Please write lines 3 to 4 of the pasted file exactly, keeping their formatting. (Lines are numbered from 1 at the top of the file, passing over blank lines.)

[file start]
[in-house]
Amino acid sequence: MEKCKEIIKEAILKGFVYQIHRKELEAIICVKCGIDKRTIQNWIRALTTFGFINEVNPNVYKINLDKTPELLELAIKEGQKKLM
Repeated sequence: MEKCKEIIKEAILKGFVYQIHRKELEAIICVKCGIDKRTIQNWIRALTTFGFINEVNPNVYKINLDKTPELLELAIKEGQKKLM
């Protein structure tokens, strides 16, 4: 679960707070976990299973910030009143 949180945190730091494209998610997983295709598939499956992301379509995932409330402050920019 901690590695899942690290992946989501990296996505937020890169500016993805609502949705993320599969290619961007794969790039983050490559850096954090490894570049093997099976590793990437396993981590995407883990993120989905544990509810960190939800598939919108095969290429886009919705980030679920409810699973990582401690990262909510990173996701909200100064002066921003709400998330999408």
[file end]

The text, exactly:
Repeated sequence: MEKCKEIIKEAILKGFVYQIHRKELEAIICVKCGIDKRTIQNWIRALTTFGFINEVNPNVYKINLDKTPELLELAIKEGQKKLM
């Protein structure tokens, strides 16, 4: 679960707070976990299973910030009143 949180945190730091494209998610997983295709598939499956992301379509995932409330402050920019 901690590695899942690290992946989501990296996505937020890169500016993805609502949705993320599969290619961007794969790039983050490559850096954090490894570049093997099976590793990437396993981590995407883990993120989905544990509810960190939800598939919108095969290429886009919705980030679920409810699973990582401690990262909510990173996701909200100064002066921003709400998330999408």